SAN FRANCISCO, Calif. (KRON) — In a city where fatal drug overdoses are skyrocketing, the idea of giving people who use drugs the equipment they need to get high may seem counter intuitive.

The members of this street outreach team leave Glide Memorial Church with messenger bags stuffed full of what they call harm reduction supplies.

Clean needles, safe smoking kits for crack and also condoms can be found.  

The idea is to also stop the spread of HIV, Hepatitis C and sexually transmitted infections.

“When a person is diagnosed with HIV, post diagnosis the average taxpayer supported medication regimen for the rest of your life is $366,000 last I checked,” Bill Buehlman said. “So if we prevent three people who inject from getting HIV a year, that’s 1 million bucks right there.”

They also dispense sharps containers to give those who use needles a safe way to get rid of them. 

Test strips are handed out that people can use to determine if fentanyl is in their drug supply. That’s the powerful opioid behind the city’s escalating fatal overdose rate. They also give out Narcan.

“If you can’t beat the drug addicts and stuff like that, you might as well join them and try to help.”

In an alley in the Tenderloin, a 39-year-old man named Jay prepared a fresh needle with a combination of meth and heroin.

A friend shot him up in the neck because most of his veins are used up after so many years of using on and off. He understands the needles he’s given helps keep him and his friends from getting and spreading disease.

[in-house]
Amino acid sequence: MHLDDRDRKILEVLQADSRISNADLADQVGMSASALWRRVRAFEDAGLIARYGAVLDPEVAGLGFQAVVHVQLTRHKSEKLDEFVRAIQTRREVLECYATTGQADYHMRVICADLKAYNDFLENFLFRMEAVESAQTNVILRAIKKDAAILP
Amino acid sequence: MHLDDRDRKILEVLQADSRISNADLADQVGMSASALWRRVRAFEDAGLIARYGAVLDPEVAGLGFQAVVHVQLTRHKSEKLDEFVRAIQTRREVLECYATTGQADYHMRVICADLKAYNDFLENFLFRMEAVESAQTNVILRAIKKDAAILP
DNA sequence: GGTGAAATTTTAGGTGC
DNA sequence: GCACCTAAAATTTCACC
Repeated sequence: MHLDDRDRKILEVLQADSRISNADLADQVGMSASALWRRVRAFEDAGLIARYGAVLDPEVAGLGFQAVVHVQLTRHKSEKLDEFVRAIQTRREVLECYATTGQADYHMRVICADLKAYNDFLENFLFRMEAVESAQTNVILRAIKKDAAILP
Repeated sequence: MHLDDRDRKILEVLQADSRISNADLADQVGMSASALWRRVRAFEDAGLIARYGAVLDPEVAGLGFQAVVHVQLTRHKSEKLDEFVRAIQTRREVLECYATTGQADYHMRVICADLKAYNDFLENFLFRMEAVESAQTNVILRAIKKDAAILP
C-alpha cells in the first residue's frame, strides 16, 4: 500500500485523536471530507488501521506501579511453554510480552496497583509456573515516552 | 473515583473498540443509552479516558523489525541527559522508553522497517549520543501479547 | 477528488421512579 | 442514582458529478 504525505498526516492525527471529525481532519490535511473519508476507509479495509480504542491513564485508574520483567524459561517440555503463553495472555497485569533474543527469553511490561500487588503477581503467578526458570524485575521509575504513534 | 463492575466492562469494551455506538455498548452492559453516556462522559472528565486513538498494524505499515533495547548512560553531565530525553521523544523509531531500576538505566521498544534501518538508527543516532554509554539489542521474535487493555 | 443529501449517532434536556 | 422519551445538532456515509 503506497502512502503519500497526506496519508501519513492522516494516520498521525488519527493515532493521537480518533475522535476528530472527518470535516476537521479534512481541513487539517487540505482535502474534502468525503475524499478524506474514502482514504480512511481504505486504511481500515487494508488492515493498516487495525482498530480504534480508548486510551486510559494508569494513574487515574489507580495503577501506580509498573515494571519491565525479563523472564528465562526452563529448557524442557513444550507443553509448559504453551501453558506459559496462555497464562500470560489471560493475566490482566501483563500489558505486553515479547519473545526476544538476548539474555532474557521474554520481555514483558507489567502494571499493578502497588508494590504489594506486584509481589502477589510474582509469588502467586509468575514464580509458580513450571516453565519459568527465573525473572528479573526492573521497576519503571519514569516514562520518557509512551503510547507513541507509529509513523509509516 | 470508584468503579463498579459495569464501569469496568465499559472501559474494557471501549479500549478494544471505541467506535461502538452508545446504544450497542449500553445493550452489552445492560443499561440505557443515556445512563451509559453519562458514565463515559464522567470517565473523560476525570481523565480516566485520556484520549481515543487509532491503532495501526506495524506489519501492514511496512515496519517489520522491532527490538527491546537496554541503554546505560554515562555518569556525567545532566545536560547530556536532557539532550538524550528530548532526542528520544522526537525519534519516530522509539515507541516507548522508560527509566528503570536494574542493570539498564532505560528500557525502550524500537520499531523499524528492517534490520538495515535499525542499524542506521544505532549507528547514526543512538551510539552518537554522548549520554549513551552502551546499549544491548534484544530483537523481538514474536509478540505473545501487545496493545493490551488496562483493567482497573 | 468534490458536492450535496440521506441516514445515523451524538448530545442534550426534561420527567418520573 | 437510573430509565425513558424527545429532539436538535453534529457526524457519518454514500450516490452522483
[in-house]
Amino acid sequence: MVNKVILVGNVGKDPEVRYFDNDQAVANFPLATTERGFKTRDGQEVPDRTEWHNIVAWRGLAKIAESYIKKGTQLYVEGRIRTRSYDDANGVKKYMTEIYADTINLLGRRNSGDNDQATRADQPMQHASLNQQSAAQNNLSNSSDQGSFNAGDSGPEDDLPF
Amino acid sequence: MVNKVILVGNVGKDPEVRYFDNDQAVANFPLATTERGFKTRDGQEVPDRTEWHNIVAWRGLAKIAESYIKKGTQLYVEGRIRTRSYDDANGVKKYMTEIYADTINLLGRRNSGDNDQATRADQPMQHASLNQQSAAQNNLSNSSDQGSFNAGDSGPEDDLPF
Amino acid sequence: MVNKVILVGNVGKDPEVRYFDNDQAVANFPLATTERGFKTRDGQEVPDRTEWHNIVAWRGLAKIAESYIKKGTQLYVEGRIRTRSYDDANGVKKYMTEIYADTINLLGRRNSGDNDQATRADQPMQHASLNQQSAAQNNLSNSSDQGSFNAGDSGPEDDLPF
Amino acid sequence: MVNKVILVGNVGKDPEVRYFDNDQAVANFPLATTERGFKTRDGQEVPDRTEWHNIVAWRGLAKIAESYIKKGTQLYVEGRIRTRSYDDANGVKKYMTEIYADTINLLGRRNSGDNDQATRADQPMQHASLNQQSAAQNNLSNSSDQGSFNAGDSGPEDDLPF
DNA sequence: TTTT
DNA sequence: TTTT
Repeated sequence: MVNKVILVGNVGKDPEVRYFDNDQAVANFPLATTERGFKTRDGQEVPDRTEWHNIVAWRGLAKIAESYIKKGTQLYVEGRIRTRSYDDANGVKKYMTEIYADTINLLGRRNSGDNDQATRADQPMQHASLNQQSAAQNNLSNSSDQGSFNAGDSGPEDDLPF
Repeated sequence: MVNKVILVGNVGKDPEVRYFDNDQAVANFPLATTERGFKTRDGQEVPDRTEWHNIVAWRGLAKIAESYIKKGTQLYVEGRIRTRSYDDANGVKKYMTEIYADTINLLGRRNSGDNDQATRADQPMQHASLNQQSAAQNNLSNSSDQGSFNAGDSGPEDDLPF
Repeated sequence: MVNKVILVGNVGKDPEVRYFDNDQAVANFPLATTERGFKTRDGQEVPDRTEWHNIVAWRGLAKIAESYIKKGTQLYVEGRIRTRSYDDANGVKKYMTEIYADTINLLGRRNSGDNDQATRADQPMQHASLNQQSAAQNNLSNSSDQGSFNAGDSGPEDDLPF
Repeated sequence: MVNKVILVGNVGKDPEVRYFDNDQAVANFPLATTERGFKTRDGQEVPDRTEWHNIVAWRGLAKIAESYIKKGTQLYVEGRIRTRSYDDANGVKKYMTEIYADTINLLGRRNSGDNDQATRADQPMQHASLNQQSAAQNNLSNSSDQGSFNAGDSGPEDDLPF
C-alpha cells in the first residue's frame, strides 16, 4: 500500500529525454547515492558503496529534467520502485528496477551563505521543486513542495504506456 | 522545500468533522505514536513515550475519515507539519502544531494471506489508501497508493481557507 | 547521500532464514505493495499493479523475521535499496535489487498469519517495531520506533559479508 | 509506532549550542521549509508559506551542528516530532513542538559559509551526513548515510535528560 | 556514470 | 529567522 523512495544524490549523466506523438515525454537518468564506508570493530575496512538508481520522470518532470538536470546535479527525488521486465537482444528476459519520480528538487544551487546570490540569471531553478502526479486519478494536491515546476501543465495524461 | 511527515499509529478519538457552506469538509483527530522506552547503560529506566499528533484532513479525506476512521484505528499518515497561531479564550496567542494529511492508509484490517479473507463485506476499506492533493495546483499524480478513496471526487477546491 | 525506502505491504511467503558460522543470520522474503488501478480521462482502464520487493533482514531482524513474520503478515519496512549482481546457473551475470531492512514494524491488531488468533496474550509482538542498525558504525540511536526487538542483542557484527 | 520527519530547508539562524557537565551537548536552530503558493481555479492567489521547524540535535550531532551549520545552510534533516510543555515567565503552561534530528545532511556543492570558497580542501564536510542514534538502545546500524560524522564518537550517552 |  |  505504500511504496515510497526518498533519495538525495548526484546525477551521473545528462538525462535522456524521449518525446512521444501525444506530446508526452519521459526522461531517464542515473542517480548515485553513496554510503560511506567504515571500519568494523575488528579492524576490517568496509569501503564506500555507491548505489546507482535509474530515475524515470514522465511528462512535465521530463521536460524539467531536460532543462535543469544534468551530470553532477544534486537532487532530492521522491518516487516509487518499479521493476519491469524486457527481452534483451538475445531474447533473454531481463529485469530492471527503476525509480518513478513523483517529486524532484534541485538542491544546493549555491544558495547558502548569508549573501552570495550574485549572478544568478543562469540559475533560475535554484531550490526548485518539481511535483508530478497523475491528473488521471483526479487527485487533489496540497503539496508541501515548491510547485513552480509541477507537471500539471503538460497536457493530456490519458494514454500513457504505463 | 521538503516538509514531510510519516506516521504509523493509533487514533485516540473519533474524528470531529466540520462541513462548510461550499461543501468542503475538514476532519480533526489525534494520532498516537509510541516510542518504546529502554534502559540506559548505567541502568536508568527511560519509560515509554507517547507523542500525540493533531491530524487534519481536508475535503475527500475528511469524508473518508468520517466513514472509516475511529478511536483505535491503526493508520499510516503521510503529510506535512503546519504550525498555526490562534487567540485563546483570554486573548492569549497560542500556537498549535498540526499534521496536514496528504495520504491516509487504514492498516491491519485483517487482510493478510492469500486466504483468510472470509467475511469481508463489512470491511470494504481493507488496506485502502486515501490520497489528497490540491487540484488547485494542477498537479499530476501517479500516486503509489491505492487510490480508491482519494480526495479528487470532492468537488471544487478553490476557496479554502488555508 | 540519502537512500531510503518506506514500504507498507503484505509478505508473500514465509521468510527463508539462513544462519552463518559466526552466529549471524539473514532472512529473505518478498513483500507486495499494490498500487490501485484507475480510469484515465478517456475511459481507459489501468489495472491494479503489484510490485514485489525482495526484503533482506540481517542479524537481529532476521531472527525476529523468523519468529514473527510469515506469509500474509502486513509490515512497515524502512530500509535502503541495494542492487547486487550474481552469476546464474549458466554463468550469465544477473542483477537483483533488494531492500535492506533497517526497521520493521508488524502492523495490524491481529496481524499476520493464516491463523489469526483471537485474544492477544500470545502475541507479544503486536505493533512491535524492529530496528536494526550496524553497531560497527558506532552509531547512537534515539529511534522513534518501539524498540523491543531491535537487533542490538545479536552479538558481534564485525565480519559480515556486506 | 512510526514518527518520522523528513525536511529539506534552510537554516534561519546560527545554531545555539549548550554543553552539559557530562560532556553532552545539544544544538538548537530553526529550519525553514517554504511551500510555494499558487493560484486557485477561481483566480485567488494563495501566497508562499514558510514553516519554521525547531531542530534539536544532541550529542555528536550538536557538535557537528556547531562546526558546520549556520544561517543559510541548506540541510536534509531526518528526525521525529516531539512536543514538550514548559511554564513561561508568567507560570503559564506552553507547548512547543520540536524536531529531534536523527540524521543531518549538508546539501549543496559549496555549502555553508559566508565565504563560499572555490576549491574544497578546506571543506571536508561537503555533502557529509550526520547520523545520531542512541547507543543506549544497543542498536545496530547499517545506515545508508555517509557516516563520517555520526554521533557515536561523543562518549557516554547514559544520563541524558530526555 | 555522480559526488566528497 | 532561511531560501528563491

“You know if you had to use one over and over and someone else didn’t have one they’re going to use yours,” Jay said.

He also said he gets offers from the outreach team of help to stop using drugs, which he says he’ll do again one day.

“They offer you all the options to get clean,” he said. “But if you’re not they offer you the options to stay clean while you’re using.”

The director of Glide’s harm reduction program says giving people suffering from substance abuse disorders what they need helps build trust, and that trust helps convince to those out on the street to come in to get tested, treated, and in some cases — cured of disease.

“No one began using drugs thinking I’m a plane pulling down my trousers and shooting in my groin and maybe got it then go have to sell my body so I can get my next hit — that was nobody’s ambition ever when they started using drugs,” Paul Harkin said. “People need to be supported and supporting them for the most basic to give them the equipment they need so they don’t get infected with any diseases and treating him with humanity and dignity that’s where it’s at.”

Those on the outreach team said they’ve heard the criticism that what they doing just enables people to use drugs.

They say — that’s not the case.

I haven’t ever seen anyone who uses drugs who is unable to use drugs I do meet people who are unable to access sterile equipment or a safe place to use them,” Buehlman said. “If i can help them with either one of those, I am absolutely glad to to be enabling that dead people never get a chance to change or go to rehab right?”

Those on the outreach team believe a chance to change is what everyone deserves. 

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